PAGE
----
Latest Research Supports Greater Understanding of the Evolving Needs of Adults with ADHD
Lexington, M.A., 18-May-2017 — /EuropaWire/ — Shire plc (LSE: SHP, NASDAQ: SHPG) will present research on the evolving needs of adults living with Attention-Deficit/Hyperactivity Disorder (ADHD) at the upcoming 170th Annual Meeting of the American Psychiatric Association (APA) in San Diego, California, from May 20-24, 2017.
“The data being presented this year at APA by Shire help us to better understand the needs of adults with ADHD, a disorder that can impair adults in home, social and work settings,” said Norman Atkins, Medical Lead for ADHD at Shire. “Based on our research, we understand that symptom burden can persist in adults with ADHD, including those who have been working with their healthcare professional to manage the disorder. We want to advance the understanding of the complex needs of adults with ADHD and how we can best address those.”
Results from the studies will provide important insights on symptom burden and the continued unmet need to more effectively identify ADHD and treat the condition in adults. Research will also be presented on SHP465 (mixed salts of a single-entity amphetamine product), an investigational agent currently under review with the U.S. Food and Drug Administration (FDA) as a potential treatment for ADHD. In addition, research will be presented on Vyvanse® (lisdexamfetamine dimesylate), an approved treatment option for patients six years old and above with ADHD. Vyvanse is not for weight loss. It is not known if Vyvanse is safe and effective for the treatment of obesity.
Specific presentations include:
- Poster Number P5-091; May 22, 2017 from 10:00 AM-12:00 PM PST: Unmet Medication Coverage Needs Among Adults with ADHD; Presented by Alexandra Khachatryan, MPH
- Poster Number P5-092; May 22, 2017 from 10:00 AM-12:00 PM PST: Persisting Psychosocial Impairments in Adults Being Treated with Medication for ADHD; Presented by Alexandra Khachatryan, MPH
- Poster Number P7-002; May 23, 2017 from 10:00 AM-12:00 PM PST: Symptom Burden Among Self-Reported ADHD Adults in the United States; Presented by Alexandra Khachatryan, MPH
- Poster Number P7-003; May 23, 2017 from 10:00 AM-12:00 PM PST: US Normative Data for the Adult ADHD Self-Report Scale (ASRS-V1.1); Presented by Alexandra Khachatryan, MPH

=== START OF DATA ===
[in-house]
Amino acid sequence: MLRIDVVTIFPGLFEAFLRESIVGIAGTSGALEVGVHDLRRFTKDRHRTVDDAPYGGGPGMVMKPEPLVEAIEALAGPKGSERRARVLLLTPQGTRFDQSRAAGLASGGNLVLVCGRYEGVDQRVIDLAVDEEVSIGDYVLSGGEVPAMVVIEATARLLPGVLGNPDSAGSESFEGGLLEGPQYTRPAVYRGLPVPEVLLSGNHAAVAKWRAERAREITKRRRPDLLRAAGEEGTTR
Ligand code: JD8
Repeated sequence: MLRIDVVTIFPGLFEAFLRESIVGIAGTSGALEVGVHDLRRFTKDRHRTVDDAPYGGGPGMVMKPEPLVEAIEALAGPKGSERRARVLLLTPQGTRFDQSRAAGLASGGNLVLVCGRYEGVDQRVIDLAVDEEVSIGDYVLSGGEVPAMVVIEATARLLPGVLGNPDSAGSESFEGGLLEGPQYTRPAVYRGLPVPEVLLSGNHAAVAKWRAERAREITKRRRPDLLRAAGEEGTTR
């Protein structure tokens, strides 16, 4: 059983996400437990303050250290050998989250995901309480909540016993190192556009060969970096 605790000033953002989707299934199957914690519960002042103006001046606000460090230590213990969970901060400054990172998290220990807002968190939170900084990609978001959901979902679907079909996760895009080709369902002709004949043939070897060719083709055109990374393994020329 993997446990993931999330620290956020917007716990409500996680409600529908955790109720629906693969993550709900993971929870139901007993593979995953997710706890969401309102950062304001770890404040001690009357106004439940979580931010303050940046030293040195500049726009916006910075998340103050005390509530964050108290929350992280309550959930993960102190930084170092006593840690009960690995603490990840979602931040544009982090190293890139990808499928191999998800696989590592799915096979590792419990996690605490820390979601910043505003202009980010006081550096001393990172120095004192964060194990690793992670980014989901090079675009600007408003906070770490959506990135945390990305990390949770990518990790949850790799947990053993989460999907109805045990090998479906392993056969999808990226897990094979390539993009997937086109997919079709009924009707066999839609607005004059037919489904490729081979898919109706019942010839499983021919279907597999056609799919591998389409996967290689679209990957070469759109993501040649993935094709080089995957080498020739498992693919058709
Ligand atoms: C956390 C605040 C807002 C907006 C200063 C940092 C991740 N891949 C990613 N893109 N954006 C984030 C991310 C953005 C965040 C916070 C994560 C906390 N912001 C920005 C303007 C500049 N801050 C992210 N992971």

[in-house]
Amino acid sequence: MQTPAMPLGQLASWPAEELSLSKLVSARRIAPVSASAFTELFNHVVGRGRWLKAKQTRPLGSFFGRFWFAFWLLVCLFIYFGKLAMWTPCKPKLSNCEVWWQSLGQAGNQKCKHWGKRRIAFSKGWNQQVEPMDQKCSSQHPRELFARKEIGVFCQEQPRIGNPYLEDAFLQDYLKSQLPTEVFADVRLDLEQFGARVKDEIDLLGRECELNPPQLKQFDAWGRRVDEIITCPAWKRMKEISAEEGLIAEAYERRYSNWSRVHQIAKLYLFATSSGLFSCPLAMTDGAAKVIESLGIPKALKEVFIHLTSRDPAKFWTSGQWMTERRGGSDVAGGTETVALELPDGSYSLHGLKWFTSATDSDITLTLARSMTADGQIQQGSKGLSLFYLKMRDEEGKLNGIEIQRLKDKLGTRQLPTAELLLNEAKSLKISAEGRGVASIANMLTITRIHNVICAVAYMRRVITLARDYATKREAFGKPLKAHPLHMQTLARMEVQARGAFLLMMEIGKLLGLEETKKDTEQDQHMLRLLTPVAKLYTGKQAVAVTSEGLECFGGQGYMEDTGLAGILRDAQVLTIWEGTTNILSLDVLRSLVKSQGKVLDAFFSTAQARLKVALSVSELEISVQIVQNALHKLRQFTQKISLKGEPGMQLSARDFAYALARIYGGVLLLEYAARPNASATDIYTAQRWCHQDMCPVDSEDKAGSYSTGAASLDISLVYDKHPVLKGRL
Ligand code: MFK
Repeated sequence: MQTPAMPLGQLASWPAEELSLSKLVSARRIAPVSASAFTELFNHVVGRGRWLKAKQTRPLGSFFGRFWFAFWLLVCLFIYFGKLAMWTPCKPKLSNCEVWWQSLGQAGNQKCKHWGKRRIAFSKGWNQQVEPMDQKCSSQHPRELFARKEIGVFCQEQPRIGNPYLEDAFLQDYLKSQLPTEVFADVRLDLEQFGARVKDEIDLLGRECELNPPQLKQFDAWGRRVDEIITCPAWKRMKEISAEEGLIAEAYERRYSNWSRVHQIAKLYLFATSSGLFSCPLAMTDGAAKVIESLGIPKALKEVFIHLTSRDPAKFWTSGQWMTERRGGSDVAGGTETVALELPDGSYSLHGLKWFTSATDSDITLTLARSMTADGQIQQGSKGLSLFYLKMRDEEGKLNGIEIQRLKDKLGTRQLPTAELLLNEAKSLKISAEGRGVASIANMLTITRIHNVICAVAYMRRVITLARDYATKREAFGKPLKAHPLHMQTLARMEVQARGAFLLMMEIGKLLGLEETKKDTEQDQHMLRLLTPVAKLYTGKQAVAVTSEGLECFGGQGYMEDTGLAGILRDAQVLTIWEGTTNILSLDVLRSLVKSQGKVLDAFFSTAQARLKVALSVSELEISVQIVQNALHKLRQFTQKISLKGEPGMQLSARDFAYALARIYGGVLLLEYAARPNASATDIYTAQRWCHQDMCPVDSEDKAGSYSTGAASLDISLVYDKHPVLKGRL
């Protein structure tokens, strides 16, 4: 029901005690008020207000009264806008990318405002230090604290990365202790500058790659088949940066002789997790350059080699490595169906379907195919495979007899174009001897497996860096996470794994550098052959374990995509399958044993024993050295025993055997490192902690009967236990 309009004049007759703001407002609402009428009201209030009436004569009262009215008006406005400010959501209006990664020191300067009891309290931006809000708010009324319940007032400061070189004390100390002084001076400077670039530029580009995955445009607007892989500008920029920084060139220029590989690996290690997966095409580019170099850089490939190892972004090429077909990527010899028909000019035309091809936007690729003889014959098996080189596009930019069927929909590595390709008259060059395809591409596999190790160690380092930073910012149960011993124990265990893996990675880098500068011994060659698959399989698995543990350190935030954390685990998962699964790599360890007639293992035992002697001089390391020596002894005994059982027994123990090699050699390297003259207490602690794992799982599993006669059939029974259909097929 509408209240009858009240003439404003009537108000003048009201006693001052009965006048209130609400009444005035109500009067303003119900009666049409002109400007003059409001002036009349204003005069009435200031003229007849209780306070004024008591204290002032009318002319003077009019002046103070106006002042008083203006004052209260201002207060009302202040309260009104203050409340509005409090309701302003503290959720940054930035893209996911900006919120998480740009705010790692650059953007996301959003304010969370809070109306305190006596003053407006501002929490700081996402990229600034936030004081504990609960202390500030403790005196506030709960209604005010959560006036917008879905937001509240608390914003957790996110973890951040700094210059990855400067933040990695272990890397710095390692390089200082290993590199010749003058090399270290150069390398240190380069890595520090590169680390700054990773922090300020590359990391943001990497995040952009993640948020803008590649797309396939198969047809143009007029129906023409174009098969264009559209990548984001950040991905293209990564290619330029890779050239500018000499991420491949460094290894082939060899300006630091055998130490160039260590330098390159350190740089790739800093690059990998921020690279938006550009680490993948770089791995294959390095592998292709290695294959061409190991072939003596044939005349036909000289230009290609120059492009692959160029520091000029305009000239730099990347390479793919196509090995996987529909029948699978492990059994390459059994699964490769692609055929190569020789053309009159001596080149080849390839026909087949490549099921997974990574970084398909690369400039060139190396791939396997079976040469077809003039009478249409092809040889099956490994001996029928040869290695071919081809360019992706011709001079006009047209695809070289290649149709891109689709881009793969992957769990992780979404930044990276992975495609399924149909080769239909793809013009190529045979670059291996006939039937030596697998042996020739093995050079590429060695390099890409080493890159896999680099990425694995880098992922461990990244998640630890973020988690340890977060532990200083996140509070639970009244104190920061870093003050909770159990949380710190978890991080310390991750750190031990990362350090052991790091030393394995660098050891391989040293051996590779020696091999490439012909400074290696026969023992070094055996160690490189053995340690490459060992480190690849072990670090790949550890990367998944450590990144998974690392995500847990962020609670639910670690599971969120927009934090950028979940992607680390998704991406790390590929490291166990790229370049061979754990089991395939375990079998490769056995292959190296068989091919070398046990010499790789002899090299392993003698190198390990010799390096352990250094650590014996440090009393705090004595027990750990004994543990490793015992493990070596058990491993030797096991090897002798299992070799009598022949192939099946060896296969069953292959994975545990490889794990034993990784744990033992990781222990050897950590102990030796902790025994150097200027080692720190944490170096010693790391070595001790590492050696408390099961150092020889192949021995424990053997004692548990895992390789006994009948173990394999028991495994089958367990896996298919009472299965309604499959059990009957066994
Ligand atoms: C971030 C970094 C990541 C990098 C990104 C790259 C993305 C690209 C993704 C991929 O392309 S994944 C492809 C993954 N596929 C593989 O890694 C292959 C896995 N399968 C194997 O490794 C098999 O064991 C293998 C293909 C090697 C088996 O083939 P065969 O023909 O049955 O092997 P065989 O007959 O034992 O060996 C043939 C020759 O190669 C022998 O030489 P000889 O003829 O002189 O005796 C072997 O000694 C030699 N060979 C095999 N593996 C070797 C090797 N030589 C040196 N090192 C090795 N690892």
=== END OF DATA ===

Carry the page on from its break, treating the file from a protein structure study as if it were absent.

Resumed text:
- Poster Number P7-052; May 23, 2017 from 10:00 AM-12:00 PM PST: Efficacy and Safety of Triple-Bead Mixed Amphetamine Salts (SHP465) in Adults With ADHD: A Randomized, Double-Blind, Placebo-Controlled Trial; Presented by Richard Weisler, M.D.
- Poster Number P7-054; May 23, 2017 from 10:00 AM-12:00 PM PST: In Adults Lisdexamfetamine Dimesylate Treatment Substantially Improves ADHD Symptoms via Improvement in Executive Functions; Presented by Thomas E. Brown, Ph.D.
*Further evaluation on the relationship between ADHD treatment and executive function is necessary. Vyvanse is not approved for the treatment of executive functions in patients with ADHD.
The poster presentations are intended for scientific discussion only.
IMPORTANT SAFETY INFORMATION
Vyvanse is a federally controlled substance (CII) because it can be abused or lead to dependence. Keep Vyvanse in a safe place to prevent misuse and abuse. Selling or giving away Vyvanse may harm others and is against the law.
Vyvanse is a stimulant medicine. Tell the doctor if you or your child have ever abused or been dependent on alcohol, prescription medicines, or street drugs.
Who should not take Vyvanse?
Do not take Vyvanse if you or your child is:
- taking or has taken an anti-depression medicine called a monoamine oxidase inhibitor (MAOI) within the past 14 days.
- sensitive or allergic to, or had a reaction to other stimulant medicines.
Problems that can occur while taking Vyvanse. Tell the doctor:
- if you or your child have heart problems or heart defects, high blood pressure, or a family history of these problems. This is important because sudden death has occurred in people with heart problems or defects taking stimulant medicines, and sudden death, stroke and heart attack have happened in adults taking stimulant medicines. Since increases in blood pressure and heart rate may occur, the doctor should regularly check these during treatment. Call the doctor right away if you or your child have any signs of heart problems such as chest pain, shortness of breath, or fainting while taking Vyvanse.